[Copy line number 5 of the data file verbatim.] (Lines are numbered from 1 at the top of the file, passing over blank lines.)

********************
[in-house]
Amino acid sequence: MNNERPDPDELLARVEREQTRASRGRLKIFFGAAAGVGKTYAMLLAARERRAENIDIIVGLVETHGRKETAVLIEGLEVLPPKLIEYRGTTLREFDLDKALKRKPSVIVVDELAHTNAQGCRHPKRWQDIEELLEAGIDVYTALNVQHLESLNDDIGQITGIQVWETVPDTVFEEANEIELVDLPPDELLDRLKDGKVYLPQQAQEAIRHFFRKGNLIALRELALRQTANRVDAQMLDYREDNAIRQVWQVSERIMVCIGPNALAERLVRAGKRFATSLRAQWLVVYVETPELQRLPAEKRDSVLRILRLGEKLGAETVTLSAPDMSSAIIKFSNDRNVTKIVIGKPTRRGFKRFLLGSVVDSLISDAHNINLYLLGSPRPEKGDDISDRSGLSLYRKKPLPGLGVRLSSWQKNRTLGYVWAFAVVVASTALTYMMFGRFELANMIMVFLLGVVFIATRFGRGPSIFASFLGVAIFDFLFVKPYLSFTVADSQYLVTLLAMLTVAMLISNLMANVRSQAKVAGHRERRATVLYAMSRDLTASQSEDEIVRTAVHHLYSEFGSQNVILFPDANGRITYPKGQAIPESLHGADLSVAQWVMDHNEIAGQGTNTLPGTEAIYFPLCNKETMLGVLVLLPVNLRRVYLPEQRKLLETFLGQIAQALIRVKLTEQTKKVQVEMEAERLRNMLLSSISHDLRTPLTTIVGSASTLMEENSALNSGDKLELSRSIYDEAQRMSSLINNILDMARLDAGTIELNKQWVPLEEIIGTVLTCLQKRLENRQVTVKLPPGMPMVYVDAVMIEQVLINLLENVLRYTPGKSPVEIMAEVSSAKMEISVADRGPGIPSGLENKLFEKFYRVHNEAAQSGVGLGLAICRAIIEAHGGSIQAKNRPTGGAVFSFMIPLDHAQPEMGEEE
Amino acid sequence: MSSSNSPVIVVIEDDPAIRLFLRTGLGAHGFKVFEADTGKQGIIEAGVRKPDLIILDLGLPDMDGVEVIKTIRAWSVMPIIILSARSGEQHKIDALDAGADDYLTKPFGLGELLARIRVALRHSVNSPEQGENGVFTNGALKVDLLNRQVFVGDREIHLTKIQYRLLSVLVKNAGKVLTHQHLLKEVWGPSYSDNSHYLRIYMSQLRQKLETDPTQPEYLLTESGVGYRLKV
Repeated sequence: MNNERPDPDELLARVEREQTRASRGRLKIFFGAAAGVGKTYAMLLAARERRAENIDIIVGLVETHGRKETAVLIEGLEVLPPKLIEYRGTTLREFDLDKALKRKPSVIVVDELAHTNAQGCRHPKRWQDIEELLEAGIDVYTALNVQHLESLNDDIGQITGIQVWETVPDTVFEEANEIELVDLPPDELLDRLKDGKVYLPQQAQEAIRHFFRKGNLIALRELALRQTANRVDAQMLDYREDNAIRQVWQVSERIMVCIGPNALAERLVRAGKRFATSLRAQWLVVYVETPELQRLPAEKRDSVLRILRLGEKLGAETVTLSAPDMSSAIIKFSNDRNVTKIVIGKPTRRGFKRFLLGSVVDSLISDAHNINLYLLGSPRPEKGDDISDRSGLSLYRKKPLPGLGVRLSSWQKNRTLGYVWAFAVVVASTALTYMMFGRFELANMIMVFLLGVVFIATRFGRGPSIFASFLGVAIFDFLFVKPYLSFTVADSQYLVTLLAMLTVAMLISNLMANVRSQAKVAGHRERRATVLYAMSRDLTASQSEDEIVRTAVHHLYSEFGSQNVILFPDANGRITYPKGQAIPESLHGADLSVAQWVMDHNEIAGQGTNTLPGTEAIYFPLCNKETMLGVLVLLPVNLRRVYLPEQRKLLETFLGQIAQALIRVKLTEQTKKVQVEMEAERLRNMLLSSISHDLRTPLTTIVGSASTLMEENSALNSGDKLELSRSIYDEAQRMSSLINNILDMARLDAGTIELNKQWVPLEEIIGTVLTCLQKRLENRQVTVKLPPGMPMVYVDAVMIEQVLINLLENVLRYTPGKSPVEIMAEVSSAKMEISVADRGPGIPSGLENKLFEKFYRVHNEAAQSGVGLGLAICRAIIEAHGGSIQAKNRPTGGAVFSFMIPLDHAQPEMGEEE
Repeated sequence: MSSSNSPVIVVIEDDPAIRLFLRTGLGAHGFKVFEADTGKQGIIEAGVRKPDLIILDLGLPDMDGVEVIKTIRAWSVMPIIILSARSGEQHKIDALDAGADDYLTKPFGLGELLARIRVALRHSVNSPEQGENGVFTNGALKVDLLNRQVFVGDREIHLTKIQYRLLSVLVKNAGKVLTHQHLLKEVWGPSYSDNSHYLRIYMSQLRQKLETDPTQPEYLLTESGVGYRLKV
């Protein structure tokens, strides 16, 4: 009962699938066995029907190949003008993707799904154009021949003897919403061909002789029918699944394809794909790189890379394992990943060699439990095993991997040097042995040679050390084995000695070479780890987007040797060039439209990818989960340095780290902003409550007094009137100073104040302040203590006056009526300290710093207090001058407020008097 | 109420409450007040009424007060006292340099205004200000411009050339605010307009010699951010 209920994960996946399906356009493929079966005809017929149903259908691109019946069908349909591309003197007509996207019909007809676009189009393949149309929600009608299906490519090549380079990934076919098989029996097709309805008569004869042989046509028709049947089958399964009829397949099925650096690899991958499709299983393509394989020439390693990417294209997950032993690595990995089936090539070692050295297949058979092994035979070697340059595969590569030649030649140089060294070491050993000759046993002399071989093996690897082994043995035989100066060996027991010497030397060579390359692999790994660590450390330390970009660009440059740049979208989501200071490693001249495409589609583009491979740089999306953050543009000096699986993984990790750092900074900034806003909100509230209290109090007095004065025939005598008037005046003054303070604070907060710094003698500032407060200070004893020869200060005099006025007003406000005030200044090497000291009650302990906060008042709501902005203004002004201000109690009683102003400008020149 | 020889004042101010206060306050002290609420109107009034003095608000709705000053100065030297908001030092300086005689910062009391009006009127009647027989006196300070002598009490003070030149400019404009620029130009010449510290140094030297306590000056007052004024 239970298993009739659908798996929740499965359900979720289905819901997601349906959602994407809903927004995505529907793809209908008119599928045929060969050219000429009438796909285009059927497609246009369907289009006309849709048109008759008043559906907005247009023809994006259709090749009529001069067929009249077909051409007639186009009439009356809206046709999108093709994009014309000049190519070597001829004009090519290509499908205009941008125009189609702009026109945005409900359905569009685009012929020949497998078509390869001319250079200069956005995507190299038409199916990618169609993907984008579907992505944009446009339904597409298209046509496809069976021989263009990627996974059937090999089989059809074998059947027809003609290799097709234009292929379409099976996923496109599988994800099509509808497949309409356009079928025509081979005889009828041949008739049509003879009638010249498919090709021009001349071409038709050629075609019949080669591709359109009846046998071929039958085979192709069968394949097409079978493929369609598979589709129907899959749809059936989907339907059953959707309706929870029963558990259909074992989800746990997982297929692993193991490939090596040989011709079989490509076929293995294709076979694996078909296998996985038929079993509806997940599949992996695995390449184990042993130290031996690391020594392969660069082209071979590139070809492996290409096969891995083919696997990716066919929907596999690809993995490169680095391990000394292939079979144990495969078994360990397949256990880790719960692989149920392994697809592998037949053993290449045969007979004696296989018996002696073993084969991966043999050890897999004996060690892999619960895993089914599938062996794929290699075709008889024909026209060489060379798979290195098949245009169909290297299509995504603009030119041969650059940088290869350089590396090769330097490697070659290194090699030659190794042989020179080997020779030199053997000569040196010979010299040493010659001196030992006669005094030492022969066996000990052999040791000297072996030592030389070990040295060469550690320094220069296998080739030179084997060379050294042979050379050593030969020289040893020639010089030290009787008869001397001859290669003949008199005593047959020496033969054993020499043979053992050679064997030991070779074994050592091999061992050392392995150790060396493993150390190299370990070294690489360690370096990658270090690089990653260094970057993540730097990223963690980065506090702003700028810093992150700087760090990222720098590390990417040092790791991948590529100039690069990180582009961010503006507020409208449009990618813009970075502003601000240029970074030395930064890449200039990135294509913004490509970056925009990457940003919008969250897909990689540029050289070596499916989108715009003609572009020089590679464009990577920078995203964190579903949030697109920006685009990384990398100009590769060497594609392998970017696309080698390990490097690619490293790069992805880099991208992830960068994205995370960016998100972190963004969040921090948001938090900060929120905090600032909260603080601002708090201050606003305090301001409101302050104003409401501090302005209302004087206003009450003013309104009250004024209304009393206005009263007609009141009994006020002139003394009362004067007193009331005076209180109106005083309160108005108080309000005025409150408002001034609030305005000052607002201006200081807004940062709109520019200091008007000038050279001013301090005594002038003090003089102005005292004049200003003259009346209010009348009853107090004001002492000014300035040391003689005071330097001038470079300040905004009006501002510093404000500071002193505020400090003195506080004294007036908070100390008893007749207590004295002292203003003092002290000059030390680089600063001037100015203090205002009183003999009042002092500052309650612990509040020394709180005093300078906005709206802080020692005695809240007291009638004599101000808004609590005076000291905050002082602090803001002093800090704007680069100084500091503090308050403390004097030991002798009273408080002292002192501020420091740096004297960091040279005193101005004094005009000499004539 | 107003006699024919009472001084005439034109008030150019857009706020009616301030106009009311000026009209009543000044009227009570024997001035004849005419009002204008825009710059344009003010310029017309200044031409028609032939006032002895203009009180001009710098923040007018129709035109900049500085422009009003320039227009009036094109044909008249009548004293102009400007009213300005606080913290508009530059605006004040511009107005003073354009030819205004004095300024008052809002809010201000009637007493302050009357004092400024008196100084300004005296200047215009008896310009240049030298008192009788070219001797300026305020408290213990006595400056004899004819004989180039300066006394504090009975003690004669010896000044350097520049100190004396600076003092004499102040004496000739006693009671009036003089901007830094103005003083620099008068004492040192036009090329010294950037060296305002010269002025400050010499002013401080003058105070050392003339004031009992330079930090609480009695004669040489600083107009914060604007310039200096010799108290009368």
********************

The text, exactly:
Repeated sequence: MSSSNSPVIVVIEDDPAIRLFLRTGLGAHGFKVFEADTGKQGIIEAGVRKPDLIILDLGLPDMDGVEVIKTIRAWSVMPIIILSARSGEQHKIDALDAGADDYLTKPFGLGELLARIRVALRHSVNSPEQGENGVFTNGALKVDLLNRQVFVGDREIHLTKIQYRLLSVLVKNAGKVLTHQHLLKEVWGPSYSDNSHYLRIYMSQLRQKLETDPTQPEYLLTESGVGYRLKV